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Fulcher hopes end of remote work in Congress could foster bipartisanship, but Democrats want lawmakers vaccinated first

Rep. Russ Fulcher, R-Idaho listens to testimony on June 29 on Capitol Hill in Washington, D.C., during the House Natural Resources Committee hearing on the police response in Lafayette Square.   (Bonnie Cash/Associated Press)
Rep. Russ Fulcher, R-Idaho listens to testimony on June 29 on Capitol Hill in Washington, D.C., during the House Natural Resources Committee hearing on the police response in Lafayette Square.  (Bonnie Cash/Associated Press)

WASHINGTON – Like many Americans, Rep. Russ Fulcher is sick and tired of Zoom.

Before the coronavirus pandemic, the 435 members of the House of Representatives routinely crowded into hearing rooms to debate policy along with aides, witnesses and members of the public. All that changed last April, when the House’s Democratic majority unveiled new rules that let members work and even cast votes remotely, mirroring the work-from-home revolution much of the country has undergone.

The House authorized remote work last May, with zero GOP votes, with the stated goal of stopping the spread of the virus. But Fulcher, a Republican who represents North Idaho, saw a more cynical motive.

“It’s designed to keep us apart, and when you’re apart then you are less likely to be tempted to compromise,” Fulcher said. “It’s basically congressional segregation. If you can keep people separated, you can lock down your votes easier that way.”

The second-term congressman said the lack of in-person interaction has concentrated power among the two parties’ leaders, making it harder for rank-and-file lawmakers to have an impact on legislation or build cross-party relationships that could break partisan gridlock.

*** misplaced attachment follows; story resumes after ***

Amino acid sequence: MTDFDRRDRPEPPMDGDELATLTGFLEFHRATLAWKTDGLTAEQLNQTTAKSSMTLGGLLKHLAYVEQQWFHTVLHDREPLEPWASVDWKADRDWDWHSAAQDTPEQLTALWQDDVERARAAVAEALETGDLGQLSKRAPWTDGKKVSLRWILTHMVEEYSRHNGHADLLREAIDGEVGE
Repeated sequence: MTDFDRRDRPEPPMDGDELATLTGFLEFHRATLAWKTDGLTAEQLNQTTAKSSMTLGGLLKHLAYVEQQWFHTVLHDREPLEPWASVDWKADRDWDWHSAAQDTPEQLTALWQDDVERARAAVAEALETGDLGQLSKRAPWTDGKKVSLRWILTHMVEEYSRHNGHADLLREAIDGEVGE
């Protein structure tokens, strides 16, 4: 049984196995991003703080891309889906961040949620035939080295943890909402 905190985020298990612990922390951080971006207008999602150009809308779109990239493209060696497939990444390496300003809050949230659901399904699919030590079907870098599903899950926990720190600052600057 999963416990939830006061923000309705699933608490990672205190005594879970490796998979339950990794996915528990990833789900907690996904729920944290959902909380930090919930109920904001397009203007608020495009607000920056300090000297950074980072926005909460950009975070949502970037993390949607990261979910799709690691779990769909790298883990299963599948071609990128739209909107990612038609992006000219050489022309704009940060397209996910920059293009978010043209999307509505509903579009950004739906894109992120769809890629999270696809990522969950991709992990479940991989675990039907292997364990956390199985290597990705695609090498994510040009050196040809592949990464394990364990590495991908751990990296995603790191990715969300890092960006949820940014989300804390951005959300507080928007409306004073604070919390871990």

“This is all about controlling the parties, and it’s not healthy,” Fulcher said. “If people are interacting, they’re in committees together, they’re doing active debates back and forth – heaven forbid going to lunch or dinner where you can start to build some rapport – then some of those walls are going to start to break down and that majority becomes much harder to keep together.”

Fulcher also cited problems familiar to anyone whose work has transitioned to videoconferencing platforms in the past year: muted microphones, dogs barking in the background and distracted colleagues. After he spoke at a March 22 hearing held via Zoom, Rep. Alma Adams, D-N.C., questioned a witness from the driver’s seat of a moving car.

“It’s a horrible way to govern,” Fulcher said. “Yeah, it might be more convenient to stay home, but that’s not the intent of our Founding Fathers, and it’s having a horrifically negative impact on our country.”

But Democrats say the convenience of working from home isn’t the only thing keeping Congress from a return to normal. Fulcher is among roughly a quarter of House lawmakers who have not received the COVID-19 vaccine, according to a March 10 letter from House GOP Leader Kevin McCarthy of California.

Although members of Congress have had access to the vaccine since December, Fulcher said he has chosen not to be vaccinated until he is eligible according to Idaho’s vaccine distribution timeline. The 59-year-old will have access to a shot along with all Idahoans aged 16 and older beginning Monday, Gov. Brad Little announced March 24.

“You’re gonna get criticized if you do or criticized if you don’t,” Fulcher said, emphasizing he is not anti-vaccine but doesn’t think getting inoculated is an urgent need because he is not among the people at highest risk from the virus.

“If you’re assisted living, elderly, you’ve got respiratory problems, it’s a good idea,” he said. “But I don’t have any of that, and I’m not in a risk category, so it’s worse for me to be criticized for jumping the line than just saying no.”